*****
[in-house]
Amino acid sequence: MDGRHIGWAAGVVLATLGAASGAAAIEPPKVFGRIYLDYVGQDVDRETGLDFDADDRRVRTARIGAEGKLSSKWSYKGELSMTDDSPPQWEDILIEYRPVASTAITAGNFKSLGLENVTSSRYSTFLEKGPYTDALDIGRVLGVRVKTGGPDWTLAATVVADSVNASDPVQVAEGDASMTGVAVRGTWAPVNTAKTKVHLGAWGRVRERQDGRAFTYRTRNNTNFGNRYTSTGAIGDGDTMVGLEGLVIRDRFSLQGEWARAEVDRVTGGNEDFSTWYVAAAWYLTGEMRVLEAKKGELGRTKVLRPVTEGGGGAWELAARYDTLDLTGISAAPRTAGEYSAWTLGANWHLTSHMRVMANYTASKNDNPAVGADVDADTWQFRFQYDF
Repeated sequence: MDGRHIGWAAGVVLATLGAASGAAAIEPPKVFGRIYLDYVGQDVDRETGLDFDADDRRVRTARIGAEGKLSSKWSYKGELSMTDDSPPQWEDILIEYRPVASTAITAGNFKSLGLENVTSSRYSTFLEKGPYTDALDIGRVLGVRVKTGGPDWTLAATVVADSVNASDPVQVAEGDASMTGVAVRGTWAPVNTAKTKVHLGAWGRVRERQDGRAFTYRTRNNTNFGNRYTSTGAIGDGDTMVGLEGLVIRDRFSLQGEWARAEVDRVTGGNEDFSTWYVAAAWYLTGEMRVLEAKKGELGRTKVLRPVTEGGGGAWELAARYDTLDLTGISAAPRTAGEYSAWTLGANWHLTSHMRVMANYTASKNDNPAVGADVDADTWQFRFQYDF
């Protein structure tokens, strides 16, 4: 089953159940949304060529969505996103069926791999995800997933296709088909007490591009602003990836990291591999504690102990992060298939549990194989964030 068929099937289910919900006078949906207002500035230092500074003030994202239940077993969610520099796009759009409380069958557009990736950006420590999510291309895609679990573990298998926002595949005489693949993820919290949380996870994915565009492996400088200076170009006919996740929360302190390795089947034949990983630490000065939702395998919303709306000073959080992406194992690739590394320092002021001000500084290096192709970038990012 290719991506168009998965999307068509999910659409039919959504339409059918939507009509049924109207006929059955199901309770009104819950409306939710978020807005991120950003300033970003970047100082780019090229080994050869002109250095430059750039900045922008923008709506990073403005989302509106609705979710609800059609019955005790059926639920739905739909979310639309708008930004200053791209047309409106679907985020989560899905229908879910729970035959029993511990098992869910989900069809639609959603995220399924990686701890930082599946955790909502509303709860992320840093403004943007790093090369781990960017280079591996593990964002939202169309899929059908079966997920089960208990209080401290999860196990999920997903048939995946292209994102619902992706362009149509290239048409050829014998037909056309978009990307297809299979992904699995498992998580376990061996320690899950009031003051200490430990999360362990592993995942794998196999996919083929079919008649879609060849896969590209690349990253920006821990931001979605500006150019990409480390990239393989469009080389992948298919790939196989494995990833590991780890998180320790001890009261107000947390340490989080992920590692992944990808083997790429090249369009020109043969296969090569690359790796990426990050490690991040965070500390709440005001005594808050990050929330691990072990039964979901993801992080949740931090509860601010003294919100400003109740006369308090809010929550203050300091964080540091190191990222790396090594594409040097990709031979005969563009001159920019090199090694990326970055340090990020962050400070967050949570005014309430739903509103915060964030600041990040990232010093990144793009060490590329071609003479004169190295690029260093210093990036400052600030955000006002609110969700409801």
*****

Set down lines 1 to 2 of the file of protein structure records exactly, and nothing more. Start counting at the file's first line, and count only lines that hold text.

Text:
[in-house]
Amino acid sequence: MDGRHIGWAAGVVLATLGAASGAAAIEPPKVFGRIYLDYVGQDVDRETGLDFDADDRRVRTARIGAEGKLSSKWSYKGELSMTDDSPPQWEDILIEYRPVASTAITAGNFKSLGLENVTSSRYSTFLEKGPYTDALDIGRVLGVRVKTGGPDWTLAATVVADSVNASDPVQVAEGDASMTGVAVRGTWAPVNTAKTKVHLGAWGRVRERQDGRAFTYRTRNNTNFGNRYTSTGAIGDGDTMVGLEGLVIRDRFSLQGEWARAEVDRVTGGNEDFSTWYVAAAWYLTGEMRVLEAKKGELGRTKVLRPVTEGGGGAWELAARYDTLDLTGISAAPRTAGEYSAWTLGANWHLTSHMRVMANYTASKNDNPAVGADVDADTWQFRFQYDF